The history of Jesse begins with how John Custer (Jesse’s father) first met Christina L’Angelle (Jesse’s mother) when she spat in his face after arriving home from Vietnam. She later realises she was wrong to do so and apologies to him, and they both fall in love. A few months later, Jesse is born. After a few years, Jody and T.C. rear their ugly heads attempting to take Christina back. But they find out that she has had a son and take her and John back to Marie’s. She forces them to marry and stay at the house and promises that they will die if they attempt to leave. John eventually attempts, and got shot for it. It’s then that Jesse decides he won’t cry anymore after Jody mocks him. Custer grows up with his best friend; the one-eyed inbred Billy-Bob and gets taught about God from his Grandma. I’m aware that this is reading like something horrid, but this part of the article is purely summary of something that’s a pin to summarise. One day Jesse’s dog (Duke) humps Jody’s leg, so he impales it, which causes Jesse to curse at him, which angers Grandma. When she decides he needs to be punished by being put in the coffin, Christina tries to stop her, but Grandma has just has her killed. Jesse is forced to watch his mother being taken away, and is then put into a coffin underwater for a week. Jesse starts to believe in the Lord and doing what Grandma tells him to without question.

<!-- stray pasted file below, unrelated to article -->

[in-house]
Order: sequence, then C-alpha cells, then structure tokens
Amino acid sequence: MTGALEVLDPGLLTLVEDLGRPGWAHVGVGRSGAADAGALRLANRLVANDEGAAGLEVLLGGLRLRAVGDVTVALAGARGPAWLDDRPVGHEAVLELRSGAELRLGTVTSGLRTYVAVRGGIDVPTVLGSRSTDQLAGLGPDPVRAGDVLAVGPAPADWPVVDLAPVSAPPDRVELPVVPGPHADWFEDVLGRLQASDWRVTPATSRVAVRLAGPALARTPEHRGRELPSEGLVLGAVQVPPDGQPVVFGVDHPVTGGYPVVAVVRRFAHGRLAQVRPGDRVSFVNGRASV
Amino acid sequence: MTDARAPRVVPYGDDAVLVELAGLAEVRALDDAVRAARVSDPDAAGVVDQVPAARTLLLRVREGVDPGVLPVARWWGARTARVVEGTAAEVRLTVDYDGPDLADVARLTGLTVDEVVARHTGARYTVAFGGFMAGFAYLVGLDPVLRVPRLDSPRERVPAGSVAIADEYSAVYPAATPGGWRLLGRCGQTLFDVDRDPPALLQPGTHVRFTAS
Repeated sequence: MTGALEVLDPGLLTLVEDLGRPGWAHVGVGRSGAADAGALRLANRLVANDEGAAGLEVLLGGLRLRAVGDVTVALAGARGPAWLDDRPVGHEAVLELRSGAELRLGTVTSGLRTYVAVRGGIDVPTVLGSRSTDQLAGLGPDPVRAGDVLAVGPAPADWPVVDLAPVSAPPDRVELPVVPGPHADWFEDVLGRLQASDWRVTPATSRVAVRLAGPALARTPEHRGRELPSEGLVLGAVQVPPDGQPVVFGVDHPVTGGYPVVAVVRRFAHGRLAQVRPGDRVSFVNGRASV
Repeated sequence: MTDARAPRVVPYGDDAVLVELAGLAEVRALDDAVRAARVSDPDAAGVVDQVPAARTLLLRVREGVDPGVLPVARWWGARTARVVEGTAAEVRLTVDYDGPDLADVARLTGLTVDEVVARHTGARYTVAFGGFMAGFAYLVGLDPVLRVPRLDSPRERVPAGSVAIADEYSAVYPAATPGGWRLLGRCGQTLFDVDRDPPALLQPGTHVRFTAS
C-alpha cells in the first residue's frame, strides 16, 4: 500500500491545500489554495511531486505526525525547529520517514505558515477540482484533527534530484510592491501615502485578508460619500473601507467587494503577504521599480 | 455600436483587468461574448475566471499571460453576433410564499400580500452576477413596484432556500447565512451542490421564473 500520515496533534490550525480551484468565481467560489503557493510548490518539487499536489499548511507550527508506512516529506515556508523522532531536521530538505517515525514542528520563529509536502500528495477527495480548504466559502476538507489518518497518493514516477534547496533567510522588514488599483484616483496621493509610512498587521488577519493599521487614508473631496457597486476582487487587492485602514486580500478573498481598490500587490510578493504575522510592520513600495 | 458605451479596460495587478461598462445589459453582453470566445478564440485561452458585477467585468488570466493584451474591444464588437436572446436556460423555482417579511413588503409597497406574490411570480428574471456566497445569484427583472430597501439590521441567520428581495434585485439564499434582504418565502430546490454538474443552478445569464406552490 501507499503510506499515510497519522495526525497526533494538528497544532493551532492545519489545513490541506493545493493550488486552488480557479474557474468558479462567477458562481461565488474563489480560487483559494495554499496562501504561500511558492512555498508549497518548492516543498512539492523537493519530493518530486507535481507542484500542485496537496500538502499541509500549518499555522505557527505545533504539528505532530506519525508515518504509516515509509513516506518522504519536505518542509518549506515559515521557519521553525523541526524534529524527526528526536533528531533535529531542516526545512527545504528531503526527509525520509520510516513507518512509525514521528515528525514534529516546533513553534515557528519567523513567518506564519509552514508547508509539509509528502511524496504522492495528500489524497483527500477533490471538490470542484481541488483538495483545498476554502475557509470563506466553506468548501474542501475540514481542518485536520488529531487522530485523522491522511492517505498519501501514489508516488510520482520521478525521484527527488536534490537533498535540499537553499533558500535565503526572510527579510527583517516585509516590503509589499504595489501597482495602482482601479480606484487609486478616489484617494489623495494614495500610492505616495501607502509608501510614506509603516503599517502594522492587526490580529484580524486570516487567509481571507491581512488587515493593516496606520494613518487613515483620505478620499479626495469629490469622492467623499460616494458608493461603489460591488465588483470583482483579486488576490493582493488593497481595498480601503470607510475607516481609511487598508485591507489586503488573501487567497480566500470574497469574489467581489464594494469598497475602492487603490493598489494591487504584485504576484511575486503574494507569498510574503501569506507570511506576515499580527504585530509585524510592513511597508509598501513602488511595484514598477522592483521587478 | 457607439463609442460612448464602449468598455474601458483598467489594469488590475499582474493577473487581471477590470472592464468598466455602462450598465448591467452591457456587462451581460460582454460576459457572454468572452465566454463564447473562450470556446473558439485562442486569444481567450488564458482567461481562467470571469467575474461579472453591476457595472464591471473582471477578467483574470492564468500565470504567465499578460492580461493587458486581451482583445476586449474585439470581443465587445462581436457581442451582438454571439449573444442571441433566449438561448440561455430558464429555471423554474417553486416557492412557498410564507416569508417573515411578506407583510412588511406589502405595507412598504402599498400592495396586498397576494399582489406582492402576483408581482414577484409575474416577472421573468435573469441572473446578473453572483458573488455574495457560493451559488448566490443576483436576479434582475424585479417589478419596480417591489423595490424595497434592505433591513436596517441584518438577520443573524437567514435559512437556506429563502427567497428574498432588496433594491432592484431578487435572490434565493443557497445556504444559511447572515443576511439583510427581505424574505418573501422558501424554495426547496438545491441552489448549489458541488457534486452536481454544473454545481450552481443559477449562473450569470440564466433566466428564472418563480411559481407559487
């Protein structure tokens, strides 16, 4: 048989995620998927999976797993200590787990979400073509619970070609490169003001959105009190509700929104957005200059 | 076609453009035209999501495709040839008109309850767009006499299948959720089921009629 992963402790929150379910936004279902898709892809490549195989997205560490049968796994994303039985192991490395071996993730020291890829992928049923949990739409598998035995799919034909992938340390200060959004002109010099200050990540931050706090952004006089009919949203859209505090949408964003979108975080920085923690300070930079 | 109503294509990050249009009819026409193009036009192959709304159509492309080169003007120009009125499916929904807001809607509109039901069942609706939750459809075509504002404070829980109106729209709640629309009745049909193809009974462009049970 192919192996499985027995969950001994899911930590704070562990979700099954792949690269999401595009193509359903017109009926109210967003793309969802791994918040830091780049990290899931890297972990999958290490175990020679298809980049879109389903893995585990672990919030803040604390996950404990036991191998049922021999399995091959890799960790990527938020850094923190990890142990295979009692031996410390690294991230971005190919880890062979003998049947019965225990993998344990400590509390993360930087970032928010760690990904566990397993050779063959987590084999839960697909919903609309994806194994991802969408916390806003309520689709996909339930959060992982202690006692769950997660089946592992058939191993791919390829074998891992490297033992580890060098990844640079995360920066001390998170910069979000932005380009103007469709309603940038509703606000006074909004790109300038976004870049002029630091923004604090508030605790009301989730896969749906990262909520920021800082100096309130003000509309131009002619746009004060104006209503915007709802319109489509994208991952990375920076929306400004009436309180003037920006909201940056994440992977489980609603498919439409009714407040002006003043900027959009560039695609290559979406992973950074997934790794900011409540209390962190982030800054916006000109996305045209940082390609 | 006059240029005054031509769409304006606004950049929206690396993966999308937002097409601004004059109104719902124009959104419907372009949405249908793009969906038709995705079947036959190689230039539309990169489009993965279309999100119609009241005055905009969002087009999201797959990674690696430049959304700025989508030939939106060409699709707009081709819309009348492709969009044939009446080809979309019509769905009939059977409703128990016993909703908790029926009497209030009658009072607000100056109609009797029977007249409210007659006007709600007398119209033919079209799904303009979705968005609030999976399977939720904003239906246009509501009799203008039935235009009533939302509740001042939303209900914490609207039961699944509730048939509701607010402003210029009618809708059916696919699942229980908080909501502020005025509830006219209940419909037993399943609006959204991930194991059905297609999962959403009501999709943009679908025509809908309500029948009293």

Fast-forward a few years and Billy-Bob is soon to be wed. Well, he would have been if T.C. hadn’t killed him for being in the wrong place at the wrong time when T.C. had sex with a chicken. Jesse lashes out on T.C. and attempts to do the same to Jody, but Jody instead breaks Jesse’s arm so bad the bone comes out of the arm. Jesse does time in the coffin for a fortnight (weighted by Billy-Bob’s body, no less) and sneaks out to tell Billy-Bob’s family about what happened. Actually, he lies and says he lied and claimed Billy-Bob drowned, which they see through straight away. They blame him for it and Custer decides to never go back to Grandma’s house. He hitches a ride to town and ends up meeting Tulip in a bar, and they enjoy a few months together living the good life stealing cars and “screwing like bunnies”. It’s here Custer’s important line in response to Tulip’s question of “Do you love me?” is said: “I’ll love you until the end of the world.” Soon, Jesse gets her hopes up by saying that the both of them are going to California together and, unbeknownst to Tulip, Custer is going to ask her to marry him. But as she’s getting a beer for him, Jody and T.C. arrive and say that if he doesn’t come with them quietly they’re going to kill her. So he ups and leaves her, which is what she’s been angry with him for so long for. After being pummelled by Jody and doing a month in the coffin, Jesse is ready to start trusting in the Lord. He quickly (thanks to some intervention by Grandma) became a Minister for Annville, until he got drunken one night, events of the first issue etc etc etc.